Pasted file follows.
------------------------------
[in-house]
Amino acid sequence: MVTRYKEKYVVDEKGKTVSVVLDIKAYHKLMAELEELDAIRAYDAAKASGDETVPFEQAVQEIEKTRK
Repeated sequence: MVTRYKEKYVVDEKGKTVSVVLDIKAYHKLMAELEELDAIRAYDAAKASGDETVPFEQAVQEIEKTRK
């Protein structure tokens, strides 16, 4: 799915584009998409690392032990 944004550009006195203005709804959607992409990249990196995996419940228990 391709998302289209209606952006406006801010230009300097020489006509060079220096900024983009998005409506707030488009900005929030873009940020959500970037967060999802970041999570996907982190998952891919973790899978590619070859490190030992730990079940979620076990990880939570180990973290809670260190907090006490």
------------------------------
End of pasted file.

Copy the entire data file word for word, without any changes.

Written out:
[in-house]
Amino acid sequence: MVTRYKEKYVVDEKGKTVSVVLDIKAYHKLMAELEELDAIRAYDAAKASGDETVPFEQAVQEIEKTRK
Repeated sequence: MVTRYKEKYVVDEKGKTVSVVLDIKAYHKLMAELEELDAIRAYDAAKASGDETVPFEQAVQEIEKTRK
């Protein structure tokens, strides 16, 4: 799915584009998409690392032990 944004550009006195203005709804959607992409990249990196995996419940228990 391709998302289209209606952006406006801010230009300097020489006509060079220096900024983009998005409506707030488009900005929030873009940020959500970037967060999802970041999570996907982190998952891919973790899978590619070859490190030992730990079940979620076990990880939570180990973290809670260190907090006490």